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MEDIATION: What is negotiating with brackets?

One tool many mediators use is "negotiating with brackets".

In most mediations, the parties start their negotiations far apart from one another. Most times that gap can be bridged through normal negotiations. But in some instances, mediators will suggest using brackets to help close that gap. What does that mean?

Instead of making a counter-offer, the mediator may suggest that your next move is a proposal that the parties both agree to move to a specific range of offers. For example, if the plaintiff is at $150,000.00 and the defendant is at $25,000.00, instead of the plaintiff's next move in the negotiation being a dollar amount, the plaintiff may say that we'll go down to $100,000 if the defendant goes up to $75,000.00.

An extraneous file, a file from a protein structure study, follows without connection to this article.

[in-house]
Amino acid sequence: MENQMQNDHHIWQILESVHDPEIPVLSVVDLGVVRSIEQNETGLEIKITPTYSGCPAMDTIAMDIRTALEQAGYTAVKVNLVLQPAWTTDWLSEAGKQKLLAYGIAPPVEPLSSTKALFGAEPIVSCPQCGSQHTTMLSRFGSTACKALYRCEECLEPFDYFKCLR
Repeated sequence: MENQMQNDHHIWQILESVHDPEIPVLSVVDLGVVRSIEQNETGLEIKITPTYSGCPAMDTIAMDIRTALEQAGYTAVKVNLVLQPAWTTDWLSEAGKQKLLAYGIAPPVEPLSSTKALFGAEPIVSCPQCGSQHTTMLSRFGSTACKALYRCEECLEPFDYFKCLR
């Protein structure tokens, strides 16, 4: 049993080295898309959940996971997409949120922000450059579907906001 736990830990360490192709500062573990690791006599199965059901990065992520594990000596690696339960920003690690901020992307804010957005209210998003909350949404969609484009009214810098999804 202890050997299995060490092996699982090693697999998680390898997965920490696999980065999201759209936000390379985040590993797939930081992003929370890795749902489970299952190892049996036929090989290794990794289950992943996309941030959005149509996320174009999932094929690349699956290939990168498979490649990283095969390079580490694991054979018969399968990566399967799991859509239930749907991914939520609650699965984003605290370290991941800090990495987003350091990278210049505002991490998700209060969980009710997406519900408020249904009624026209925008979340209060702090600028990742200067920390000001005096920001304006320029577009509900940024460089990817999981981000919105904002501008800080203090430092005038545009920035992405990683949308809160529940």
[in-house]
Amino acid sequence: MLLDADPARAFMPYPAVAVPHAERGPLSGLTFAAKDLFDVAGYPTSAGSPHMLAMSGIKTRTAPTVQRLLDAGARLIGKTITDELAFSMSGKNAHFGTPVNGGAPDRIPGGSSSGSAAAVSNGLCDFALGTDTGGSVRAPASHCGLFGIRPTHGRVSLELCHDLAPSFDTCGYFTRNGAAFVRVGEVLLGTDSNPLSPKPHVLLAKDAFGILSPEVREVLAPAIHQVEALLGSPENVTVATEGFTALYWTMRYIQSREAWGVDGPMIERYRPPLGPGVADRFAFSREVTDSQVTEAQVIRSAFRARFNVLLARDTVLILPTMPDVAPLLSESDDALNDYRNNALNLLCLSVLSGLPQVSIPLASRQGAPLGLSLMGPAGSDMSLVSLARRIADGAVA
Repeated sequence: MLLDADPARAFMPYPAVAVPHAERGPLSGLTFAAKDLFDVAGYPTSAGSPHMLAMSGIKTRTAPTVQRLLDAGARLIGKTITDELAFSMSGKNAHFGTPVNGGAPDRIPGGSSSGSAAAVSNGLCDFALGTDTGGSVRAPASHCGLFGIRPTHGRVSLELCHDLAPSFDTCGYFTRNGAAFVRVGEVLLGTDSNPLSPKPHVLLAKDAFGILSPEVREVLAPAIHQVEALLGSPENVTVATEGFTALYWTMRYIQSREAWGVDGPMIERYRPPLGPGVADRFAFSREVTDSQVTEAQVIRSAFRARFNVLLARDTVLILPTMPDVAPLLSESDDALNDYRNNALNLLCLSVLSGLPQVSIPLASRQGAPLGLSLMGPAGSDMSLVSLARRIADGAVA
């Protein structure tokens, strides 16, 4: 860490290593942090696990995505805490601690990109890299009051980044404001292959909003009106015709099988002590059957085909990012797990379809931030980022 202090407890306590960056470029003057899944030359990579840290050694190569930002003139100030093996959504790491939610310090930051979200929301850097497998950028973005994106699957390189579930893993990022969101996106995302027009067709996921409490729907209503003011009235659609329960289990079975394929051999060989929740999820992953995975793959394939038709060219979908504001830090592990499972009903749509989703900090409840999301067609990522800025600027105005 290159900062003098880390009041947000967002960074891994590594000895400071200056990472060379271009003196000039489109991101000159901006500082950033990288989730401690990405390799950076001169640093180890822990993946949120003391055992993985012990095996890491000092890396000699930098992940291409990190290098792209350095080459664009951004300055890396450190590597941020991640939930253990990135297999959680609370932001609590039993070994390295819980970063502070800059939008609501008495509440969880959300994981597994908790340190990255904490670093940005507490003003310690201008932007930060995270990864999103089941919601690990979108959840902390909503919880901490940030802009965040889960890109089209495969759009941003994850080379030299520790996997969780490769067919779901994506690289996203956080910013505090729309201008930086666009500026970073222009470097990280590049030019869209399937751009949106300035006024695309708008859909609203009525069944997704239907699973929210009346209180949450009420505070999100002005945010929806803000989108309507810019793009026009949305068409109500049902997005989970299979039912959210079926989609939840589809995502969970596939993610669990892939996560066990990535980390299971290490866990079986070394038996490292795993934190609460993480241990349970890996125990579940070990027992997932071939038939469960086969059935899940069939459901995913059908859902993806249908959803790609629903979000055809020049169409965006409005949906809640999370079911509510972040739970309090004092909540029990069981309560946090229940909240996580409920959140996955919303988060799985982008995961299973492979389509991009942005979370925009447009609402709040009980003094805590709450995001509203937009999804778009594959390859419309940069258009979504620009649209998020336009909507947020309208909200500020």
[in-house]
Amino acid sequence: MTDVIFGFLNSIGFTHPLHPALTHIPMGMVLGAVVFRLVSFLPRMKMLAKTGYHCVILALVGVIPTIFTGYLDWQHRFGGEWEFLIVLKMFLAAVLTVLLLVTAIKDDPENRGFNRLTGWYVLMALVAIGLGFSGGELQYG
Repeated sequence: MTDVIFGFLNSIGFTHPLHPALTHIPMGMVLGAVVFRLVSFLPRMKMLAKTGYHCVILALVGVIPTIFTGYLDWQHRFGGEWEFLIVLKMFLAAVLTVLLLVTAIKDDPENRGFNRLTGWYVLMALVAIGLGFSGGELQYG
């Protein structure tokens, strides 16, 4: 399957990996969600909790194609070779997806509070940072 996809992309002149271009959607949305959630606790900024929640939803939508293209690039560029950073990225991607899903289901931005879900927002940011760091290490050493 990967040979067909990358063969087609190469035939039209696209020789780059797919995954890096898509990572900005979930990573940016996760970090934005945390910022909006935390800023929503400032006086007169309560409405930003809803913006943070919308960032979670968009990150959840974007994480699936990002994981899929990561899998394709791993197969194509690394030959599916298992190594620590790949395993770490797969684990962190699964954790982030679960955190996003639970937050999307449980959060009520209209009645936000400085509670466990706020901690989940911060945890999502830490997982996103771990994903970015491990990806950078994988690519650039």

Rarely does the opposing party say "yes" to the first proposed bracket. Instead, in our example, the defendant may say "No, we won't do your bracket, but if you come down to $75,000.00 then we'll come up to $50,000..00".

Sometimes the parties agree to a bracket. Sometimes they don't. But even when we can't agree to a bracket, the exchange of proposed brackets helps the parties glean information about where the other side might be, which helps get the case resolved.

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